The new way we do things

Christopher Fabian, the co-founder of UNICEF’s Innovation Unit, discussed how humanity must use data and technology to improve lives worldwide. Photos by Lilit Hovhannisyan.

By the year 2030, the majority of the world’s population will be living in cities. Scientists have understood the need to rely on data to meet this challenge by developing various technologies, such as information and communication technology (ICT) and the internet of things, to usher in the era of smart cities.

During his recent visit to KAUST as part of the University's 2017 Winter Enrichment Program (WEP)Christopher Fabian, the co-founder of UNICEF’s Innovation Unit, argued that a vital part of this challenge facing humanity is applying these technologies to the world of global development, policy and governmental change.

“Data is very helpful and allows you to make decisions that you can't make without it,” said Fabian.

Connecting populations

UNICEF Innovation also believes that access to information is essential to innovation for equity by connecting the world’s most marginalized populations. Based on these principles, Fabian’s team used technology to spur innovations like mobile birth registration in Nigeria; deploying drones to transport blood samples in Malawi for early infant diagnosis of HIV; and using SMS to support mothers in Mexico.

As a result of these initiatives, birth registrations in Uganda increased by 70 percent. The Innovation Unit also helped build the world’s largest mobile health system in Nigeria, which has so far reported on more than 17 million births by SMS.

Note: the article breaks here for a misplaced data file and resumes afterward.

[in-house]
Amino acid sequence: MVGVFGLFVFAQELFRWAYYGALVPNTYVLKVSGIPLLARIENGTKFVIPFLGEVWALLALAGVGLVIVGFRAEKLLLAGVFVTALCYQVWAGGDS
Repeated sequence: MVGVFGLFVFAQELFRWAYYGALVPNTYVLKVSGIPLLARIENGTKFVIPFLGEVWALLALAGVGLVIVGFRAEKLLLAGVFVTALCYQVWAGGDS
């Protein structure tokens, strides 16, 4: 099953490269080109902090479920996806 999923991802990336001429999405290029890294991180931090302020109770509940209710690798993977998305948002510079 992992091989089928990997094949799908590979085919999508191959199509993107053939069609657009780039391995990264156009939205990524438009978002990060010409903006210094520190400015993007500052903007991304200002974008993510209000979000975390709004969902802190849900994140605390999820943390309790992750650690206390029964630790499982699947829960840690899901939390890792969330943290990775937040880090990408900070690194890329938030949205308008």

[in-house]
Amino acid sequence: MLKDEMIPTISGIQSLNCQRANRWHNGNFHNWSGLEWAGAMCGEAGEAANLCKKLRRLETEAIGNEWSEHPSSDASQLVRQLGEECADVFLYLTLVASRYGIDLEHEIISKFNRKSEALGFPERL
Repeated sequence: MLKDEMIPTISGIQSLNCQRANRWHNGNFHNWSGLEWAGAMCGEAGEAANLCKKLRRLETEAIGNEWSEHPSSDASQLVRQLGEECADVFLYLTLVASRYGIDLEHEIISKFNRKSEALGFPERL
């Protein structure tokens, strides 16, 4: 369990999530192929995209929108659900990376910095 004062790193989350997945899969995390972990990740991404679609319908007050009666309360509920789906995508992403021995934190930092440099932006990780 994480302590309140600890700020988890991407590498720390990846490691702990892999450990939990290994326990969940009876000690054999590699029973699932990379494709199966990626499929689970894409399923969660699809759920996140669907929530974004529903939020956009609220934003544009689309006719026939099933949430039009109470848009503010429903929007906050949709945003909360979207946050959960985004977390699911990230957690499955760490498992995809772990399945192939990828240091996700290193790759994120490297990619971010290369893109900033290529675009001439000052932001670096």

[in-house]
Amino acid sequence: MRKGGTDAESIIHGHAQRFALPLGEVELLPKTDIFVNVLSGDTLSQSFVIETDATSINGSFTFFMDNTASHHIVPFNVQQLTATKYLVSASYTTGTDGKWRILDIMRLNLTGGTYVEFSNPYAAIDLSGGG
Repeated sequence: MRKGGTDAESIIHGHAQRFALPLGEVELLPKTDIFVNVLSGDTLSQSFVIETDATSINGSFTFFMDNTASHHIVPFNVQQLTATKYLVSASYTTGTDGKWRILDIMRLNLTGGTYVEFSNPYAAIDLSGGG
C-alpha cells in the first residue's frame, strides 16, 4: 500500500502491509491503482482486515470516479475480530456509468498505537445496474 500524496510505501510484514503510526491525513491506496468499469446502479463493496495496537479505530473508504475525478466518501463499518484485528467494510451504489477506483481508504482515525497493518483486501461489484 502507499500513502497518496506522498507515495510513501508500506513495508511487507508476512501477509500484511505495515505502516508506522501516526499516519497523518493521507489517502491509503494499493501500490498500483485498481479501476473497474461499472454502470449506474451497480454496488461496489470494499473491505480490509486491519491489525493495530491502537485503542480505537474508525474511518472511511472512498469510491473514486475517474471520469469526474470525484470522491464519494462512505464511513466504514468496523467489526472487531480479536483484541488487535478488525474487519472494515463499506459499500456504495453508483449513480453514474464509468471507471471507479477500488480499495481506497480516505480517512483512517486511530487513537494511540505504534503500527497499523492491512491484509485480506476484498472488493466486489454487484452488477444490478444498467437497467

Data obtained through IoT technologies and wearables helps to connect populations often unaccounted for in remote areas of developing countries with their governments. ​​​Photos by Lilit Hovhannisyan.​​

Improving health and education

The ability to gather and share real-time data can vastly improve the health and educational prospects of people—especially the youth—who are often not connected with their governments. This is particularly important as the world grapples with pandemics like the Zika virus​ and Ebola.

“The world is more tightly connected now. The most dangerous thing you can do in an epidemic is cut off information from the people affected,” said Fabian.

Innovation for the developing world

In the short-term future, UNICEF Innovation is aiming to develop and deploy 3-D printing, drones and digital currency in the developing world. These innovative technological solutions reflect the advice Fabian gave the KAUST students and community during his keynote.

“Create a place for yourself and a job that didn't exist five years ago—that's what I did...Always start with things you are good at and things you are interested in. Be a translator between the way people do things and the new way we do things,” he said.

- By Meres J. Weche​,​​ KAUST News